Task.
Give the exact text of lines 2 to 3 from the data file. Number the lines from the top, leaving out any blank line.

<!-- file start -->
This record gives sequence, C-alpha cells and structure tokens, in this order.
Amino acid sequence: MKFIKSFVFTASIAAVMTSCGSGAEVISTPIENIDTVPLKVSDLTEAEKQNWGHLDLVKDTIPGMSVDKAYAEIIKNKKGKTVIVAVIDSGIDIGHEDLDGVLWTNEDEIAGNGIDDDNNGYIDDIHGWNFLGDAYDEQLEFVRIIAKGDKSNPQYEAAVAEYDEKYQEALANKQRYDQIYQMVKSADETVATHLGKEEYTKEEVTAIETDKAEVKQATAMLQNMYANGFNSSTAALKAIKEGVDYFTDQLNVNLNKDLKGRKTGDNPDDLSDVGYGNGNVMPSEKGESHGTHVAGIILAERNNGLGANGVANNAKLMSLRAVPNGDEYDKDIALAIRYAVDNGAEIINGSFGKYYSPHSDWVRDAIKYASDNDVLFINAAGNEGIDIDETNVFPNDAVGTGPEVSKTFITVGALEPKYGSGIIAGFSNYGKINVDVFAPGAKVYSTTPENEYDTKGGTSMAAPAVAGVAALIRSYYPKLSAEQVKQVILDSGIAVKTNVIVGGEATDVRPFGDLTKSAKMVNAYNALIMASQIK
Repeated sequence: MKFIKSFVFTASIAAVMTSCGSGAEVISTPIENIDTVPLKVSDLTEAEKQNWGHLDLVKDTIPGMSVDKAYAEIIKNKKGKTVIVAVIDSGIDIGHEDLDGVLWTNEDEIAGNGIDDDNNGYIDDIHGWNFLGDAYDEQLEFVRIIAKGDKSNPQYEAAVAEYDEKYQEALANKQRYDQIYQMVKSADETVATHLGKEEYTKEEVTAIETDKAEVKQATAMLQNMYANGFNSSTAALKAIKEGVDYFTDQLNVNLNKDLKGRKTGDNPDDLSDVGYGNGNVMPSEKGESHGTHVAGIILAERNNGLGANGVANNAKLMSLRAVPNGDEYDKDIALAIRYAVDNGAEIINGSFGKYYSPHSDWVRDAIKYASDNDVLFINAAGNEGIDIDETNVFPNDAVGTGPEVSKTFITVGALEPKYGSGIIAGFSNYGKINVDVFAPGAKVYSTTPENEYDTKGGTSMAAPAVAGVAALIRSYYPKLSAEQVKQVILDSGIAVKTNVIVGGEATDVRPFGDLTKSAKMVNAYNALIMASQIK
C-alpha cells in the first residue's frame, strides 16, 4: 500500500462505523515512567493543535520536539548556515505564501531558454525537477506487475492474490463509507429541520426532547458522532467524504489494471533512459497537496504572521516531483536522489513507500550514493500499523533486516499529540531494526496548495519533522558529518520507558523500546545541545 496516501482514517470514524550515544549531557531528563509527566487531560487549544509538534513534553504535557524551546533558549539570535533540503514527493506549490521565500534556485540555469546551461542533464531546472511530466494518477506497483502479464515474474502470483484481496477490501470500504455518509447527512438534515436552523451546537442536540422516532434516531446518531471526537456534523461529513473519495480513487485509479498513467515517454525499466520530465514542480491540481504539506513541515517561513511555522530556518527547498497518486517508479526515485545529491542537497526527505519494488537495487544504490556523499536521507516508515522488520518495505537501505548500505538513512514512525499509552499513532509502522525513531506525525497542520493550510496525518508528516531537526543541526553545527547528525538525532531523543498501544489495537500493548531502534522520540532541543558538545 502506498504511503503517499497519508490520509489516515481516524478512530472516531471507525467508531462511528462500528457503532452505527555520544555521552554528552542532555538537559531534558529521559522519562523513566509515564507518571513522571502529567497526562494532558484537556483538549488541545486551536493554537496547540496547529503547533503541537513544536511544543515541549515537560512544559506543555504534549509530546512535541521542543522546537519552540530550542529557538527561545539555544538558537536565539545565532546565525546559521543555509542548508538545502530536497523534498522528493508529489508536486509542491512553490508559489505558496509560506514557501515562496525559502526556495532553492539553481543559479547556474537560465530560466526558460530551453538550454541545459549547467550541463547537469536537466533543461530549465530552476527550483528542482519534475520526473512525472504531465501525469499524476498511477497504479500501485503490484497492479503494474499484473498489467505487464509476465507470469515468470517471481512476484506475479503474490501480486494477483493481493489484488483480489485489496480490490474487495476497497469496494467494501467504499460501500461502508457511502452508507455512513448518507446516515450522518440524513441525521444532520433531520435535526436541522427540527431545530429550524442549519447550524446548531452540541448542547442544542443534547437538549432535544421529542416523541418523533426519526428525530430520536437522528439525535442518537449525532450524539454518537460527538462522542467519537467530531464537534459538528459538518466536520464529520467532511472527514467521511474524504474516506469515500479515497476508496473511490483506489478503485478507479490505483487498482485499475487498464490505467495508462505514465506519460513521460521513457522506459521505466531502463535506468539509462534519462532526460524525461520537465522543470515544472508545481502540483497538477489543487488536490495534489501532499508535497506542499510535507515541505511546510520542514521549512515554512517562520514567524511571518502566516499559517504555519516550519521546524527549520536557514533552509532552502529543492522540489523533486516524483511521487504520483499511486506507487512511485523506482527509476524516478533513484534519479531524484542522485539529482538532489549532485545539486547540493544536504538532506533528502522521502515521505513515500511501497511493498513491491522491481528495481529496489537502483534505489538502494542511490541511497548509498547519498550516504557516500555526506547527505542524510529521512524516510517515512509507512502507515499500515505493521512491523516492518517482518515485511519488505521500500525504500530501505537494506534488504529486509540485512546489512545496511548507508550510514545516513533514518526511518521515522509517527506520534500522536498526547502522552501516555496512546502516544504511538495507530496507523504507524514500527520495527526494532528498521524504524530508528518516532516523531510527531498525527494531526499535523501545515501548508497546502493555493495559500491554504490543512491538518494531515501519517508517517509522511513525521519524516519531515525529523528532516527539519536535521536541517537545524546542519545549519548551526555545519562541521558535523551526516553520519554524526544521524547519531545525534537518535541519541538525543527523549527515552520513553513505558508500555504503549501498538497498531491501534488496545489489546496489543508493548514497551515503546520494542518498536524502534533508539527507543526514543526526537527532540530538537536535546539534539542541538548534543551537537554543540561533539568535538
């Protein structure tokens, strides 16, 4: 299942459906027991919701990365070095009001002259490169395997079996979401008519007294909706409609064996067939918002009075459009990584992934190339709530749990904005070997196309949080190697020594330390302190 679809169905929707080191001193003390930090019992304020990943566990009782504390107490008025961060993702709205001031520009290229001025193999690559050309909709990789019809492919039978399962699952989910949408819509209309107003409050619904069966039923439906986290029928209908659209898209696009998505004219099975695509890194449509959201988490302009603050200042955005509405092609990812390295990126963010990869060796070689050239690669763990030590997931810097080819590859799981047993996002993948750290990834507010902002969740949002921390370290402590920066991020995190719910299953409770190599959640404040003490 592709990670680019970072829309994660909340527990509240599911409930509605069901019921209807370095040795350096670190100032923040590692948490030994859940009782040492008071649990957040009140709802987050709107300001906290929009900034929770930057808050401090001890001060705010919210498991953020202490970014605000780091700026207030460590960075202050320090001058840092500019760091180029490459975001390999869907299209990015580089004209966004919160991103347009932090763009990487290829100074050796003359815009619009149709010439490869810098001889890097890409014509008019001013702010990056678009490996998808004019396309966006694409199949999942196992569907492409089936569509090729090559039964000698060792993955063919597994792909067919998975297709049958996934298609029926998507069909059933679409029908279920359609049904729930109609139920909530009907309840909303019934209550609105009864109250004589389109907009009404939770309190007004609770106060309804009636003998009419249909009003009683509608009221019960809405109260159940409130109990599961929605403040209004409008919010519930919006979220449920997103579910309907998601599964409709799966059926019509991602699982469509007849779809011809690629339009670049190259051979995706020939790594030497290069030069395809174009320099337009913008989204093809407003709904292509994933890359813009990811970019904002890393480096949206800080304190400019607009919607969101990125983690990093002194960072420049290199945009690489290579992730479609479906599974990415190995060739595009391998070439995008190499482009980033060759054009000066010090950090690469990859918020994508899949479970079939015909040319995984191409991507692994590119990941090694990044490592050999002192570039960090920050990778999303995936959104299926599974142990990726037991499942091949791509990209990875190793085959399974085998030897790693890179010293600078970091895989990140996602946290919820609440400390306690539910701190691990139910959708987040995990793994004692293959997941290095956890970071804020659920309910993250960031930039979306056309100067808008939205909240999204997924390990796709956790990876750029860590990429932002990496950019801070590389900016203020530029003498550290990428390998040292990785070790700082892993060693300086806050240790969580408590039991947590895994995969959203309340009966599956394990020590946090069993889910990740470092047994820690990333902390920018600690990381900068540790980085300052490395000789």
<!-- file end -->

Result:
Amino acid sequence: MKFIKSFVFTASIAAVMTSCGSGAEVISTPIENIDTVPLKVSDLTEAEKQNWGHLDLVKDTIPGMSVDKAYAEIIKNKKGKTVIVAVIDSGIDIGHEDLDGVLWTNEDEIAGNGIDDDNNGYIDDIHGWNFLGDAYDEQLEFVRIIAKGDKSNPQYEAAVAEYDEKYQEALANKQRYDQIYQMVKSADETVATHLGKEEYTKEEVTAIETDKAEVKQATAMLQNMYANGFNSSTAALKAIKEGVDYFTDQLNVNLNKDLKGRKTGDNPDDLSDVGYGNGNVMPSEKGESHGTHVAGIILAERNNGLGANGVANNAKLMSLRAVPNGDEYDKDIALAIRYAVDNGAEIINGSFGKYYSPHSDWVRDAIKYASDNDVLFINAAGNEGIDIDETNVFPNDAVGTGPEVSKTFITVGALEPKYGSGIIAGFSNYGKINVDVFAPGAKVYSTTPENEYDTKGGTSMAAPAVAGVAALIRSYYPKLSAEQVKQVILDSGIAVKTNVIVGGEATDVRPFGDLTKSAKMVNAYNALIMASQIK
Repeated sequence: MKFIKSFVFTASIAAVMTSCGSGAEVISTPIENIDTVPLKVSDLTEAEKQNWGHLDLVKDTIPGMSVDKAYAEIIKNKKGKTVIVAVIDSGIDIGHEDLDGVLWTNEDEIAGNGIDDDNNGYIDDIHGWNFLGDAYDEQLEFVRIIAKGDKSNPQYEAAVAEYDEKYQEALANKQRYDQIYQMVKSADETVATHLGKEEYTKEEVTAIETDKAEVKQATAMLQNMYANGFNSSTAALKAIKEGVDYFTDQLNVNLNKDLKGRKTGDNPDDLSDVGYGNGNVMPSEKGESHGTHVAGIILAERNNGLGANGVANNAKLMSLRAVPNGDEYDKDIALAIRYAVDNGAEIINGSFGKYYSPHSDWVRDAIKYASDNDVLFINAAGNEGIDIDETNVFPNDAVGTGPEVSKTFITVGALEPKYGSGIIAGFSNYGKINVDVFAPGAKVYSTTPENEYDTKGGTSMAAPAVAGVAALIRSYYPKLSAEQVKQVILDSGIAVKTNVIVGGEATDVRPFGDLTKSAKMVNAYNALIMASQIK